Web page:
The results of the second day of the oil painting workshop speak for themselves! We were so impressed with the progress all of our students made under the expert tutelage of Carol. Most students had never worked in oils and it was extremely inspiring to witness there fearlessness and ambition in approaching their task. The room was awash with vibrant colour, however you could have heard a pin drop, such was the concentration! Well… if that’s what our students can achieve after only two days, we have a real treat in store over the coming months!
We must again express our gratitude to Carol, whose professionalism, gentle humour, knowledge, warmth and enthusiasm for our students progress made each day a sheer pleasure!
The second year Extended Diploma in Art & Design students from the Fine Art and Design Pathways visited CAST Studios in Helston this Monday. This was at the invitation of Groundwork, a three-year project that will bring outstanding international art and artists to Cornwall. The students received a tour of the building then visited artists Nicola Bealing and Ben Sanderson in their studios. Following a delicious lunch provided by Dom, the chef at CAST café, the students engaged in a practical workshop that focused on experimental approaches to drawing.
Second year Extended Diploma students tried their hand at Lightpainting this week. The technique involves using a digital stills camera set at a slow shutter speed to capture the trails light makes when moved in front of the lens. By controlling the aperture and shutter speed you can get some awesome effects simply using a few torches and fairy lights.
Illustrator and Truro College lecturer Tom Heard talks about his work on latest book – Project Bugs.
– You say latest book, how many have you worked on?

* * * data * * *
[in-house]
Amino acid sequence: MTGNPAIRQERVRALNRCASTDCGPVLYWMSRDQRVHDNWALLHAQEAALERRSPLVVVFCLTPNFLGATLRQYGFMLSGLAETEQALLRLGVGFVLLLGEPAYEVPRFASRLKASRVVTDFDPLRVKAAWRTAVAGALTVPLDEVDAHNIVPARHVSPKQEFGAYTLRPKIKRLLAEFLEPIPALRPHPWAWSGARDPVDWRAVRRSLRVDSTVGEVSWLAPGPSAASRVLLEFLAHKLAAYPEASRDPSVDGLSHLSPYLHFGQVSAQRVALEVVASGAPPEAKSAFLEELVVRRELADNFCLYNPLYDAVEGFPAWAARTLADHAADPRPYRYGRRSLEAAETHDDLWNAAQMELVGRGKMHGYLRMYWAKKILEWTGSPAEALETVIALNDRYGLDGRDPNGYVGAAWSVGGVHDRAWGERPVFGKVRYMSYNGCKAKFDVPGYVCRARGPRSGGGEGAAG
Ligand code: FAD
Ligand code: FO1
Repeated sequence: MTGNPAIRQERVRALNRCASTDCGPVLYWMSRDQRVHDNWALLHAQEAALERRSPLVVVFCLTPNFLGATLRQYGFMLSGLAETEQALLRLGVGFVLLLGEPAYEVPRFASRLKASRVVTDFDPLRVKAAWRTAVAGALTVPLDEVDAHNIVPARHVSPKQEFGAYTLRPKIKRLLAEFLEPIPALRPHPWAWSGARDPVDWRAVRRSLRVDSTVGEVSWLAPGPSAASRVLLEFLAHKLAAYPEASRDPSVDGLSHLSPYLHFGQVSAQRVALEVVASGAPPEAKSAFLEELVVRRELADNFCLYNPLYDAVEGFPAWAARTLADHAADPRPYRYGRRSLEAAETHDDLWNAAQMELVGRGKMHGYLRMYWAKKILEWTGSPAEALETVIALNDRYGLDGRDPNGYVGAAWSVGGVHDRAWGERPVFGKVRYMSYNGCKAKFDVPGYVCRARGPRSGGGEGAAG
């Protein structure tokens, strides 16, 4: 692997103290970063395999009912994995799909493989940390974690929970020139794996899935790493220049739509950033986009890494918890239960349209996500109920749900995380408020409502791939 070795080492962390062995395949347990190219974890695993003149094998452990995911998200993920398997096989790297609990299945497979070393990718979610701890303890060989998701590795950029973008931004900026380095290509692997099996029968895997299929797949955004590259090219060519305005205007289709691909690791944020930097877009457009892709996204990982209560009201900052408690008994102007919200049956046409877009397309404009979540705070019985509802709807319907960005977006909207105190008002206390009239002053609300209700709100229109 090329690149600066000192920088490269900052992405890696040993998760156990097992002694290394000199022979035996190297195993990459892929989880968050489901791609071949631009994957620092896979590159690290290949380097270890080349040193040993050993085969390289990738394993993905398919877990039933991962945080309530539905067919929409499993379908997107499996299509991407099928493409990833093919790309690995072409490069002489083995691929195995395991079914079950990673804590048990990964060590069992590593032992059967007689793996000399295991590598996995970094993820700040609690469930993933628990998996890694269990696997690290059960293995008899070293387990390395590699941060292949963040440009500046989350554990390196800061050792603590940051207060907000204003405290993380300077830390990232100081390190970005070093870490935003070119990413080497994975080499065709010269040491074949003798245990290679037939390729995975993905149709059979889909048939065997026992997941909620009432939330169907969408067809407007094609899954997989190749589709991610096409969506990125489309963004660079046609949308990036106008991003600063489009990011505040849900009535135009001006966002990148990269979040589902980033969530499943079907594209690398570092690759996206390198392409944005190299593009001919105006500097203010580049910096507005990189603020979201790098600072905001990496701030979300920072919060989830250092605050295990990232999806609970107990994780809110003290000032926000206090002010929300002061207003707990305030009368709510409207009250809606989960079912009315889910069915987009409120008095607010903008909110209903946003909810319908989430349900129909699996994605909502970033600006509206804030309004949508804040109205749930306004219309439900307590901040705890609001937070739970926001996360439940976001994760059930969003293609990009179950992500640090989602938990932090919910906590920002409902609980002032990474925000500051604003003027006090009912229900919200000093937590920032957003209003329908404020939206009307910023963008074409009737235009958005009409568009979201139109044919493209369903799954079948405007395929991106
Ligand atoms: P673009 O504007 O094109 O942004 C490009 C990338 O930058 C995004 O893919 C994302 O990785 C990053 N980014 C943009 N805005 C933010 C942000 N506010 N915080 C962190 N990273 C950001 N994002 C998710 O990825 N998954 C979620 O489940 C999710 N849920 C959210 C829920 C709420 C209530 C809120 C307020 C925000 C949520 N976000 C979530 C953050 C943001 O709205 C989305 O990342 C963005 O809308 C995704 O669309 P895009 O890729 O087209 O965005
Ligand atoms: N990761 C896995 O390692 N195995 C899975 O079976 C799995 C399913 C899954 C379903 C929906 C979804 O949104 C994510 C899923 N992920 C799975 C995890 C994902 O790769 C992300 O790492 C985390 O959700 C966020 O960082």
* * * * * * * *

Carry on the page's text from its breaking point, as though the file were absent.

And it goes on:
I’ve been fortunate to have illustrated just over thirty titles so far across both fiction and educational markets. These have been for clients including Ladybird Books, National Geographic Learning and Miles Kelly Publishing. I am represented by the Bright Group in London and have been with them since I graduated back in 2012. Project Bugs is the second title I have worked on for Miles Kelly Publishing forming part of the Project book series. The first, Project Body was written by John Fardon, published in 2015 and was shortlisted for the Royal Society Young People’s Book Prize 2016.
– What’s your role, is it illustration and design of the book?
I illustrate the pictures within the book, (for Project Bugs I completed all of the cartoons throughout). I am provided the text by the editor and the layouts by the designer.
– It must be fascinating for students to know their lecturer is published, do you ever talk about your work in class to help inspire and educate those wishing to go down the publishing route themselves?
Yes, I think it’s important that students develop an understanding between the tasks they complete in lesson and how these relate and prepare them for the creative industries.
– Do you have a particular process when creating content for the books?
I often start recording my ideas in a sketchbook using a variety of pencils and pens. I then scan them into Adobe Photoshop and work on a Cintiq tablet to produce my artworks digitally. For each project I will often send sketches to the editor for approval before moving onto colour. Generally, when I work on a project it will be published anytime after six months, or sometimes the following year!
– What advice do you give students who are interesting in illustration?
Keep drawing, practise is key. I always encourage students to keep a sketchbook with them at all times, you never know when that next spark of creativity may arise!
Toms book can be seen here.
Our very own lecturer in 3D, Robin Dowell, has been selected as Axisweb artist of the month for October. Read the article here.